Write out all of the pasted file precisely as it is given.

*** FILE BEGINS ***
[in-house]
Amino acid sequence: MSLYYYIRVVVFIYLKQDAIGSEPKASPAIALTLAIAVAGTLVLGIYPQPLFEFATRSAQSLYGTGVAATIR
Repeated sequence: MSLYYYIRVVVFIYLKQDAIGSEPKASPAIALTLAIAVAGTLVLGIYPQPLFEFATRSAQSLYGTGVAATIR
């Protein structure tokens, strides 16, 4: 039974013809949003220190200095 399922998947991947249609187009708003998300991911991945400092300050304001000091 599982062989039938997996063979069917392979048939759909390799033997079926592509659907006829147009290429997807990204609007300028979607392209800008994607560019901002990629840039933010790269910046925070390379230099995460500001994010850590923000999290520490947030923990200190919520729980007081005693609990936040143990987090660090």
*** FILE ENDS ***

[in-house]
Amino acid sequence: MSLYYYIRVVVFIYLKQDAIGSEPKASPAIALTLAIAVAGTLVLGIYPQPLFEFATRSAQSLYGTGVAATIR
Repeated sequence: MSLYYYIRVVVFIYLKQDAIGSEPKASPAIALTLAIAVAGTLVLGIYPQPLFEFATRSAQSLYGTGVAATIR
């Protein structure tokens, strides 16, 4: 039974013809949003220190200095 399922998947991947249609187009708003998300991911991945400092300050304001000091 599982062989039938997996063979069917392979048939759909390799033997079926592509659907006829147009290429997807990204609007300028979607392209800008994607560019901002990629840039933010790269910046925070390379230099995460500001994010850590923000999290520490947030923990200190919520729980007081005693609990936040143990987090660090």